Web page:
The figures are from an old game of BattleMasters.  I bought boxes of them as it was on sale at Toy R Us years ago and I thought it was a good deal. Hmm. Anyway, it was good vs evil.  The good was sorta Renaissance era which I made into a large force ( link ) and much of the evil types I sold, but for whatever reason I retained these. It happened that I had enough to have enough models ( and points ) for a Dragon Rampant force. *  With a need to fill time per mentioned above,  I brought along all the metallic colours I have so to vary the look of these identical models.

I hate painting horses - although they look fine once done.  But for this force - being fantasy and all - I used a blue for the hide and cream for the tail (mimicked on the helmet and spear fringes) and with a natural horn from the front of the head [ this latter appendage is a metal spike but I like the unicorn idea! ] Only after completing the painting did I think the colour scheme I chose has a definite Smurf look, but let us just overlook that shall we......these are imaginary 'Tekoins'!


* the more mathematically astute readers might have counted only 11 models of both mounted and foot types thus coming 1 short of the required amount.  Obviously one of the two groups of each type will be only 5 strong.  Oh my, total chaos!! However I am sure myself and my opponent will remember to note the first casualty of the game - grin -

Tuesday, 31 May 2016

The Battle of Borodino - finally, the game!

The convention game finally played!













Finally the day arrived when we could finally place down all the miniatures on the table to do the game which many of us had done much effort to create.  I was worried (but had plans to compensate for) any of the boys not coming through with the figures they had promised to paint.   But they all came through.  Thanks guys.  Good job!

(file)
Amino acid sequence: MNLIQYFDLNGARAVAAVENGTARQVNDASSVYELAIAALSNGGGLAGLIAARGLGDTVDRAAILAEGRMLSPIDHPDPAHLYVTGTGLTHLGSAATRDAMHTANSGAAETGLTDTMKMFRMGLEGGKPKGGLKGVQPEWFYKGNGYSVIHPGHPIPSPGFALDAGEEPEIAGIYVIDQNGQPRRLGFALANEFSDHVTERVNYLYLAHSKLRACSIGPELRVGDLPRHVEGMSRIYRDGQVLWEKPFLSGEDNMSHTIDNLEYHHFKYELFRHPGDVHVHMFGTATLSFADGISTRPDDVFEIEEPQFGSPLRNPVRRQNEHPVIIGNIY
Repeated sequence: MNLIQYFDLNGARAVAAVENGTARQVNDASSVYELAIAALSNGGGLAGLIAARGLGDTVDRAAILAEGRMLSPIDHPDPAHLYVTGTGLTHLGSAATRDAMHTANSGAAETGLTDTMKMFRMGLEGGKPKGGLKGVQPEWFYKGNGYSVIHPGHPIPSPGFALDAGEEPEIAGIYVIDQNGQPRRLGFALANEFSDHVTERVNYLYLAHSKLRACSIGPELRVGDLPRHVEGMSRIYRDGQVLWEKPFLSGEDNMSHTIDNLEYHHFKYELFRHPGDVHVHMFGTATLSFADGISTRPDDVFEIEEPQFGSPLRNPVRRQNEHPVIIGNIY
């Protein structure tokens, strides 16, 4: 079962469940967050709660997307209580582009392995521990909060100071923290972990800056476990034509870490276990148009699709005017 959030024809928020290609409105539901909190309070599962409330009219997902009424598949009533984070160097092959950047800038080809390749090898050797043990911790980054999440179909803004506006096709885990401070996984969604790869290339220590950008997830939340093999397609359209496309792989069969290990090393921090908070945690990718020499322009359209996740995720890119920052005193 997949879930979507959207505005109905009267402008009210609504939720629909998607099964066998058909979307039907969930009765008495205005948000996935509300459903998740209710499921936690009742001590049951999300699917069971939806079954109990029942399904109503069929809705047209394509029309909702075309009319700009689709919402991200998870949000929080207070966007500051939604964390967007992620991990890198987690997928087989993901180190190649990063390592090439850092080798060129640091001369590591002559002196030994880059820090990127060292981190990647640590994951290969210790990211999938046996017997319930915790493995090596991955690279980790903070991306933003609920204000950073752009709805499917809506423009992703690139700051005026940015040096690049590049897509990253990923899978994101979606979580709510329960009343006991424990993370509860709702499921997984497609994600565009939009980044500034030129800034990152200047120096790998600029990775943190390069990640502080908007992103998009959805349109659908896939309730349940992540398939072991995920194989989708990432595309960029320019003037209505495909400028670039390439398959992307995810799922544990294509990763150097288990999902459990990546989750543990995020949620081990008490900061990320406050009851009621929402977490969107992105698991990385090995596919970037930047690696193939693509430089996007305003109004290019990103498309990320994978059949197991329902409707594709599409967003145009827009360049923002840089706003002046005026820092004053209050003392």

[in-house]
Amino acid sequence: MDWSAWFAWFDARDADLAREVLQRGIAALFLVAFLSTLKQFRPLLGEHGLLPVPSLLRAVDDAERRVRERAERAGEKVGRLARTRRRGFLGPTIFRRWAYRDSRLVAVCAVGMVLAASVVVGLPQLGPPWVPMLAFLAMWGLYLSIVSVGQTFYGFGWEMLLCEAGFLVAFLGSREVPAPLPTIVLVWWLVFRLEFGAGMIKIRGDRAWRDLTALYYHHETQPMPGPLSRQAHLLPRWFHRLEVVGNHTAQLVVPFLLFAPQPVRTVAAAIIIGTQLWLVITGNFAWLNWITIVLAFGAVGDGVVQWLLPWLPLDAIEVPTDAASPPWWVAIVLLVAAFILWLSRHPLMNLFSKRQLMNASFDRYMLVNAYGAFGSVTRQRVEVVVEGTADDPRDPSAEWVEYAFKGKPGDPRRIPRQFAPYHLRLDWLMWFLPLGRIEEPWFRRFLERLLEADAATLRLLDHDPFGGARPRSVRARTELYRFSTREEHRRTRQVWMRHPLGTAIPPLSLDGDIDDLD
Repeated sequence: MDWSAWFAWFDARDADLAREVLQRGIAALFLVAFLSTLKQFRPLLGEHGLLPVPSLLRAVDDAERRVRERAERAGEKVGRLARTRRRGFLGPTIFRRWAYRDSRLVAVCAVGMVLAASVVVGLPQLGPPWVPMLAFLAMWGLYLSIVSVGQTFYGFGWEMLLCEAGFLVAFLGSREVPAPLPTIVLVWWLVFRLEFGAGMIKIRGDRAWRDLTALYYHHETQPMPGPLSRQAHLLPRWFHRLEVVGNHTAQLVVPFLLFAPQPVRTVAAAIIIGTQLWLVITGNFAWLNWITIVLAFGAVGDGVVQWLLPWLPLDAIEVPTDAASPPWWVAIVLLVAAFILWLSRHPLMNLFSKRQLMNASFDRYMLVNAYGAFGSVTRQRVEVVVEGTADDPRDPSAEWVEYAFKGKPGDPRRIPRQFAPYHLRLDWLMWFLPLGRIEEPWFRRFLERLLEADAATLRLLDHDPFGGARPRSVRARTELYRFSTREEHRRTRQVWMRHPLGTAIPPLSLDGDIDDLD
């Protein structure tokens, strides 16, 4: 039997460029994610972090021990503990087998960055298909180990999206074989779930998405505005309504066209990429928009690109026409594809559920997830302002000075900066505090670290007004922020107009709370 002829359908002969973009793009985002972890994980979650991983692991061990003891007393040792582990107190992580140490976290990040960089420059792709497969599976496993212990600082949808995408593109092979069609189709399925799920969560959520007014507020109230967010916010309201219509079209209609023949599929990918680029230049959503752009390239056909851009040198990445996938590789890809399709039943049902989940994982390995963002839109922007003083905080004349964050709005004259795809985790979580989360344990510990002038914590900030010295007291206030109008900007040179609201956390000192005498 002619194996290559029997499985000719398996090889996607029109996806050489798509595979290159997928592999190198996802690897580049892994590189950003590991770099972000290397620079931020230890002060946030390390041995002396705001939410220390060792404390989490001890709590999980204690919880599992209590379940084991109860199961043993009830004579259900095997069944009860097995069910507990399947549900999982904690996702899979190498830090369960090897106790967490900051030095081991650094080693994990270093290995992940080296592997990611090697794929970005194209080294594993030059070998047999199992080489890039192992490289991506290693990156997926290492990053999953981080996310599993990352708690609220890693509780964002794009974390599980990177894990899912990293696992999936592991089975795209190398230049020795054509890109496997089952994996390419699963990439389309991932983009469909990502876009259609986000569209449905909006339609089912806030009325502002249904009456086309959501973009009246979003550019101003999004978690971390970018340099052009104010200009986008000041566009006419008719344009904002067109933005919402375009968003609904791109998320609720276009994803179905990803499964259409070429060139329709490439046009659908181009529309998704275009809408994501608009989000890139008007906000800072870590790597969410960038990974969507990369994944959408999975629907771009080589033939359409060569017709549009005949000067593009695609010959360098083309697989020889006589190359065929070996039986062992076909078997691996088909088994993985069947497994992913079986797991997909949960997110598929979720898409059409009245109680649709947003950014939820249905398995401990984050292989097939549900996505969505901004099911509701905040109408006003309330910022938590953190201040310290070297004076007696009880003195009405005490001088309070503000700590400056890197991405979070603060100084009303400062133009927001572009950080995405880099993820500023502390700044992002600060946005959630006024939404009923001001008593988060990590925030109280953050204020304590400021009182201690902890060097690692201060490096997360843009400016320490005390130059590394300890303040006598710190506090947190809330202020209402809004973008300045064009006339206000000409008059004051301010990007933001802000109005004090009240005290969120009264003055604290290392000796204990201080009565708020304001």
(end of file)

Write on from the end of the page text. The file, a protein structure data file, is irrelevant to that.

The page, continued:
The battle deployment as seen from the southwest.

The French and allies


The Russian deployment.  Six painters contributed to create this army.
Mind you I still had one gentlemen who had me extremely concerned as, even on the morning of the game, he said he was going to apply the flocking and it should be dried in time if he left them in the car to bake in the sun!  He offered beer to calm my heart.  It helped.

After an extensive “training” session so that players would not make poor tactical decisions thereby granting their figures more time on the table, we got to it.

The deployments were based on the historical model but I allowed the players to rearrange within the area to their own whims.  The two what-ifs I allowed was the possibility of Napoleon releasing the French Imperial Guard but only if he thought the battle was won.  However the battle might only be won if the Guard was used. Nice Catch-22……

The other was the use of the Russian artillery reserve which was not used during the real battle. However if used too much the Russian army counts down in their morale (which did indeed happen)